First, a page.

England has extended the roll-out of its COVID-19 vaccine to people over the age of 70, the National Health Service has announced.
The UK’s healthcare system said the vaccination program is accelerating, with 10 new locations opening as jab centres on Monday, such as a cathedral, a race course and a food court, to help vaccinate the 5.5 million people who are now eligible.
A total of 3.79 million have received a jab so far.
The next phase has been unveiled as part of the government’s drive to have the top four priority groups in the UK, as outlined for the government by a panel of experts, vaccinated by February 15.
The groups are care home residents and their carers; people aged 80 and front-line health workers; people aged over 75 and people aged over 70 and “clinically extremely vulnerable”.
Prime Minister Boris Johnson described Monday’s progress as a “significant milestone” in a Twitter post but added there was still “a long way to go”.
On Sunday, Johnson said about 140 vaccine doses are being administered to people every minute.
He previously said he wants 50 million people to have been offered the vaccine by February 15.
The ambitious plans have so far been successful in the northeast of England, where the council for the city of Newcastle announced on Thursday it had vaccinated all of its care home residents.
But Jess Harvey, a doctor from the county of West England, told broadcaster BBC that doctors are being “set up to fail,” adding she felt “demoralised” as not enough vaccines were being delivered to meet Johnson’s goal.
“I appreciate that there might be issues getting the vaccine out, and if there are, maybe just an honest approach would be helpful right now – to tell the public ‘you’re not all going to get the vaccine because there isn’t enough’,” Harvey said.
The first minister of Wales, Mark Drakeford, admitted the roll-out of the Pfizer/BioNTech vaccine was being delayed in Wales as its supplies had to last until the beginning of February.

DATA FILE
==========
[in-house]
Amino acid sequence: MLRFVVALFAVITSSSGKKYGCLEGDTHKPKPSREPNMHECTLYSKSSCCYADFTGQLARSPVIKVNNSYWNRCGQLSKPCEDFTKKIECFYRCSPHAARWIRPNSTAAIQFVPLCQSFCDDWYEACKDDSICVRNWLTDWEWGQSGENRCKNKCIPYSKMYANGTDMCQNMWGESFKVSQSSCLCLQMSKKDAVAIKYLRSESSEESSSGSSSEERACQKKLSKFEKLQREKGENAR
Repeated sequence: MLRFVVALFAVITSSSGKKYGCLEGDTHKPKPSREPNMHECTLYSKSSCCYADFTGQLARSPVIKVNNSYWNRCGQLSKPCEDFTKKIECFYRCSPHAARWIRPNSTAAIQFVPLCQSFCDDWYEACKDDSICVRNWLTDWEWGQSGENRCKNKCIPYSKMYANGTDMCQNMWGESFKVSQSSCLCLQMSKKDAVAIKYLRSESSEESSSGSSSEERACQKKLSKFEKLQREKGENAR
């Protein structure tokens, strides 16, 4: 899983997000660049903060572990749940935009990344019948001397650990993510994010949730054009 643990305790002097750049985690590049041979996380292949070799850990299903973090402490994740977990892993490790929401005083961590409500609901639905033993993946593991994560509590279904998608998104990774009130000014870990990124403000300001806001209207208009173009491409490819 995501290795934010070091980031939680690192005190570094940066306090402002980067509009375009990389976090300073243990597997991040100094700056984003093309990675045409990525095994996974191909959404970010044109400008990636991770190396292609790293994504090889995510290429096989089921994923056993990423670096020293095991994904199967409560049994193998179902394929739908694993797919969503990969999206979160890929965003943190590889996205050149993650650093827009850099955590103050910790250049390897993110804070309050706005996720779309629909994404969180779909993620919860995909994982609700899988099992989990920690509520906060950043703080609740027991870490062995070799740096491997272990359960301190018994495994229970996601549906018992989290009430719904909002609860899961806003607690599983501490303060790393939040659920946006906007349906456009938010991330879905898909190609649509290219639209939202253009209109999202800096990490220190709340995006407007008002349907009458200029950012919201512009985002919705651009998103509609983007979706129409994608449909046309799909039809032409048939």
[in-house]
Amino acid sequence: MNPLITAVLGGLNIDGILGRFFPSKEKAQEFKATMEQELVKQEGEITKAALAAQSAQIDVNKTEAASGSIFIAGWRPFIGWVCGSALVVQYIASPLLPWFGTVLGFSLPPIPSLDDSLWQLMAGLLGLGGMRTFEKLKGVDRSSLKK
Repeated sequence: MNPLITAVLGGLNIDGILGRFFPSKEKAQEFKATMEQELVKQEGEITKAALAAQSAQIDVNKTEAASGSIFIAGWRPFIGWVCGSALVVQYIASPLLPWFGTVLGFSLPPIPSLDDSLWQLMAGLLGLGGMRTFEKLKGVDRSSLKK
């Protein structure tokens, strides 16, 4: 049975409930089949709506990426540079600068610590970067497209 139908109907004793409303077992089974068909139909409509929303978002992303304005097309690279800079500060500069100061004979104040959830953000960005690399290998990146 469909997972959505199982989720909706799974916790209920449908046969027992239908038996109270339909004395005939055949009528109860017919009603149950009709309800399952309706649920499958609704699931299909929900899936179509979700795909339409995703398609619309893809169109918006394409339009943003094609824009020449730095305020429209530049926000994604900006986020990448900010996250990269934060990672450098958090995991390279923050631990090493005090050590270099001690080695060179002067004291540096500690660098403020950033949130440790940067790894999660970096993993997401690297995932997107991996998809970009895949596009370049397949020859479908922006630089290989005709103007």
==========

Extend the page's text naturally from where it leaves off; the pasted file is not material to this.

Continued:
“There will be no point and certainly it will be logistically very damaging to try to use all of that in the first week and then to have all our vaccinators standing around with nothing to do with for another month,” Drakeford told the BBC.
He added all four priority groups would be vaccinated by Johnson’s February 15 deadline.
During a press conference on Monday evening, Health Secretary Matt Hancock said more than 4 million people had now received at least the first shot of the vaccine in the UK.
“What we can do is see the line of sight to vaccinating everybody by September and anything before that would be a bonus,” he said.
“As the foreign secretary said yesterday, we’re driving this as fast as we possibly can,” Hancock said.
Monday also marked the start of tough travel restrictions for people arriving in the UK.
The UK travel secretary last week announced a ban for people flying in from South America, Panama, Portugal and Cape Verde after an outbreak of a new coronavirus strain in Brazil.
Other travellers must have a negative coronavirus test no older than 72 hours before travelling to the UK and then have to quarantine for 10 days upon their arrival.
They can end their quarantine after five days if they have another negative test.
Long queues formed at the controls at London’s largest airport, Heathrow, on Monday as the new restrictions came into force.
Travellers reportedly had to wait longer than an hour and some complained that this would lead to large crowds.